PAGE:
We have worked with some wonderful CD designers over the years both in Australia and across the globe, and developed a technical knowledge base for CD printing to suit any project. If you are a designer seeking to produce an interesting design on the CD, Replicat, Australia, can provide expert technical print advice on the full range of different print methods available including:
- Standard high resolution CMYK offset CD printing
- Complex high resolution CMYK plus solid Pantone offset CD printing
- Solid Pantone colour screen-printing
- Special metallic and fluorescent Pantone inks
- Full surface gloss and matt varnishes,
- Detailed spot UV varnishes
- Matt finish inks (which look fantastic combined with spot UV)
- Custom white bases that leave part silver surface of the CD showing through the design
- Special masks to leave the outer 79mm to 120mm surface of the CD completely clear
- Full surface metallising to keep colour consistent in the centre even if you hold the disc up to light
- Screen, offset, thermal and premium inkjet techniques for blank media.
The most common form of CD Printing is high resolution CMYK offset printing. This technique is typically used for intricate designs and colour photograph images. A white base is used to provide a neutral base layer for the print, since most CMYK designs will look faded if printed directly to the silver surface of the CD. We can also add a solid Pantone colour to the design if a combination of CMYK + solid colour is required.
CMYK offset is not suitable for some designs however. If you are preparing a design that is made up of text, logos and large blocks of solid colour, then we highly recommend Pantone screen-printing as an alternative for your CD printing.
Why? Pantone inks are mixed to an exact standard colour formula that allows designers to specify the exact colour they want to appear on the CD. The ink batch remains identical in colour throughout the run and between different batches if you are producing reruns. The colours are also more ‘vibrant’ than CMYK equivalents and it is possible to create a wide range of colours with Pantone (including metallic and fluorescent inks) that cannot be generated with CMYK or process inks.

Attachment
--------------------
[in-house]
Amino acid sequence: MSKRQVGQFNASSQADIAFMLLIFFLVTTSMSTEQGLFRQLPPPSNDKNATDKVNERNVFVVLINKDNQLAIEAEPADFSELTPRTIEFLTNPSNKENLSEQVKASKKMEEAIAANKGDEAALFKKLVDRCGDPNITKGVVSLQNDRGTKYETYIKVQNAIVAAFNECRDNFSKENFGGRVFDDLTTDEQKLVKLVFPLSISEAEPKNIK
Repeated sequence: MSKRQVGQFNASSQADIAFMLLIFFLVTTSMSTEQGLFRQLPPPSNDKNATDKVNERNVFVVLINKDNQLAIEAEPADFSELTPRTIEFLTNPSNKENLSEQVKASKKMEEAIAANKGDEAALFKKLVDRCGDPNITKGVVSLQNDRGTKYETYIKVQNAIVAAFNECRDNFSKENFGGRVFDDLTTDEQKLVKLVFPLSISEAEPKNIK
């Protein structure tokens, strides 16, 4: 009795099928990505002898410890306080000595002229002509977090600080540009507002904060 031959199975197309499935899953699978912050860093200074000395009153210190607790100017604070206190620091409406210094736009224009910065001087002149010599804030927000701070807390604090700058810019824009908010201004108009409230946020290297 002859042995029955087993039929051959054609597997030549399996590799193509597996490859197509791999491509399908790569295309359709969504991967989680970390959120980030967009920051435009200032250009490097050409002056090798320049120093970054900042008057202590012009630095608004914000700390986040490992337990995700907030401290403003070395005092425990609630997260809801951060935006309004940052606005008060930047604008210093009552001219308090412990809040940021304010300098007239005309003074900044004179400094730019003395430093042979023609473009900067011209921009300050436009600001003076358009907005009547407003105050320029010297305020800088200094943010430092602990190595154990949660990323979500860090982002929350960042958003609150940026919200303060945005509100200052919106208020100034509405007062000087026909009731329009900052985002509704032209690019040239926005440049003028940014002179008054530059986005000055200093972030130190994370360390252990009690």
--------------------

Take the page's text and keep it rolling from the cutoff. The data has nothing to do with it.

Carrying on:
CMYK offset printing, or process colour printing, is still the best alternative for printing CDs with high resolution colour photographs or intricate designs on a CD, but there are certain limits to the colours and designs that can be printed on a CD face using CMYK offset printing.
The #1 problem with CMYK or process offset printing is that it is very difficult to hold a consistent colour through the batch for various solid tertiary colours including browns, oranges and purples. All CMYK colours are actually made up of different sized cyan (C) magenta (M) yellow (Y) and black (K) dots on a surface. The size and position of the dots determines the colour that our human eye can see. CMYK printing is actually an optical illusion. If you look very closely (i.e. with a magnifying glass) you will be able to see the dot structure that makes up the image. Slight variations in printing plate pressure across the uneven surface of a CD will cause differences in dot size and composition and result in an inconsistent colour.
We can offer advice, based on your intended design, on the most appropriate type of printing for your CD. And if you would like to contact us before designing the disc to explore the full range of print options, we’d be delighted. We love projects that are a little different - and designers that are a little clever.